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Security breach brings suits

Target faces legal trouble after credit card problem

– Target, the second-largest U.S. discount chain, faces almost two dozen lawsuits filed by customers after a computer security breach exposed data on 40 million debit and credit cards.

Customers have filed complaints seeking group, or class-action, status for their suits in state and federal courts from the company’s home state of Minnesota to California and New York. Most accuse Target of failing to protect their private information.

The information obtained during the breach “is a treasure trove for identity theft criminals who could use it to gain access to credit card and other private and valuable information about customers,” one of the plaintiffs, Alfonso E. Alonso III of San Francisco, said in a complaint.

Target said Dec. 19 that security for the cards may have been breached between Nov. 27 and Dec. 15 during purchases in stores. While the chain said it had identified and resolved the issue, the compromise occurred during the most important period of the year for retailers, with shoppers already showing reluctance to spend.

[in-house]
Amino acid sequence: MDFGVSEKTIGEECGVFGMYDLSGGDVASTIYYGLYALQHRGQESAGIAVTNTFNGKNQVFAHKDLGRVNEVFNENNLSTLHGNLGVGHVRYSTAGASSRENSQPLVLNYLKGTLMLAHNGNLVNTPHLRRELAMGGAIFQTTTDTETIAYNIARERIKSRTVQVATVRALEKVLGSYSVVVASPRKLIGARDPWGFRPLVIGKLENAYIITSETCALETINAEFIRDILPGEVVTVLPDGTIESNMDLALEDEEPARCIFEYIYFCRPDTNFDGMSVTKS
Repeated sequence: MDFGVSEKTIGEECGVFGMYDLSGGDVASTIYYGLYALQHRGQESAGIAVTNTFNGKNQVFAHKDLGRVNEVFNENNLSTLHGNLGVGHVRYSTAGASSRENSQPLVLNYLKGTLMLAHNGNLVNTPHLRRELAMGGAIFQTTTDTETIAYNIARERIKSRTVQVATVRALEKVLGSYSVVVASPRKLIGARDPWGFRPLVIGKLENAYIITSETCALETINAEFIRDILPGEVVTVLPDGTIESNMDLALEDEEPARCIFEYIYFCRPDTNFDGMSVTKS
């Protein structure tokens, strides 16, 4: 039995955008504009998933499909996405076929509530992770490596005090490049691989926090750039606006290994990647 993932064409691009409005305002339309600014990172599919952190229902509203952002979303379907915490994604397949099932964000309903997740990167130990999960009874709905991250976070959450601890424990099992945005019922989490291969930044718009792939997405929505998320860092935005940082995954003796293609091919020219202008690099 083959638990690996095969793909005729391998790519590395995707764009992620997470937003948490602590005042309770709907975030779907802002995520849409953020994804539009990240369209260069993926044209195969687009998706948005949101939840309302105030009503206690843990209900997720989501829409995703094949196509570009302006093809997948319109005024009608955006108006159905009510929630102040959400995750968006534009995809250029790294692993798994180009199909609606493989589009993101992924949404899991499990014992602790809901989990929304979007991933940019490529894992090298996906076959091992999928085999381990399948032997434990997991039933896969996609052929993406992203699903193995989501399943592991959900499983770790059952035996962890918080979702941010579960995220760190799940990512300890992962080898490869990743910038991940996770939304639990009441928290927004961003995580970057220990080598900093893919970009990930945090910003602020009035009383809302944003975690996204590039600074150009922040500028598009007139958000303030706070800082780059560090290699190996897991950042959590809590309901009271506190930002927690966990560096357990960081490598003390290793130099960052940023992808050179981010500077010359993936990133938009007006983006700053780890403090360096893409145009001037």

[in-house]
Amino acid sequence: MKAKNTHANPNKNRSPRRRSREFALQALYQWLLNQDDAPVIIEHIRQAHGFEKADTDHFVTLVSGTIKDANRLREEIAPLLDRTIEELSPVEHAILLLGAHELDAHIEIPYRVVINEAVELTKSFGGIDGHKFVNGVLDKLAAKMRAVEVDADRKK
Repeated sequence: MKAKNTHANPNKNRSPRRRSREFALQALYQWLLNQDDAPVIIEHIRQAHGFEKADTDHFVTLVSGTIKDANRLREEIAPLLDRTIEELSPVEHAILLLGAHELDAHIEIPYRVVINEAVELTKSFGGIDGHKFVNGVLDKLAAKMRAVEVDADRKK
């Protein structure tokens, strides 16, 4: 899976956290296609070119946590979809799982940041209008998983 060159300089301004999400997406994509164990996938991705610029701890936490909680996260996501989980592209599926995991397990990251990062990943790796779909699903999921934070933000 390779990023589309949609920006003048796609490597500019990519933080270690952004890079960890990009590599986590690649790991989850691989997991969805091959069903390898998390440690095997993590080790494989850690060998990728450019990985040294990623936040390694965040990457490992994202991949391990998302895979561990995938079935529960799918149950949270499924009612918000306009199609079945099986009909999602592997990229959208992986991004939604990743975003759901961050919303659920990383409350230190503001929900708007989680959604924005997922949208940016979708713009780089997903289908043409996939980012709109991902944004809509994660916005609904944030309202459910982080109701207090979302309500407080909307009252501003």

In a statement Tuesday, Target said it’s unveiling a special website to communicate with customers. The retailer said “limited incidents” of fake communications claiming to be from the company prompted it to set up the dedicated channel for posting information about the breach.

Alonso said in a complaint filed Monday in federal court in Minneapolis that Target didn’t notify consumers that its computers’ security was compromised until after the incident was reported by news media. That prevented customers from taking the necessary steps to protect against identity theft and fraud, he claimed.

He said he’s a regular Target customer and bought items at the store during the breach period, including a scooter and a helmet he bought for $60.98 on Dec. 2 to donate to a children’s charity.

Since disclosing the breakdown, the Minneapolis-based company has agreed to give some shoppers free credit reporting, assured them they wouldn’t be responsible for fraudulent charges, and offered a 10 percent discount on purchases last weekend to regain their trust.

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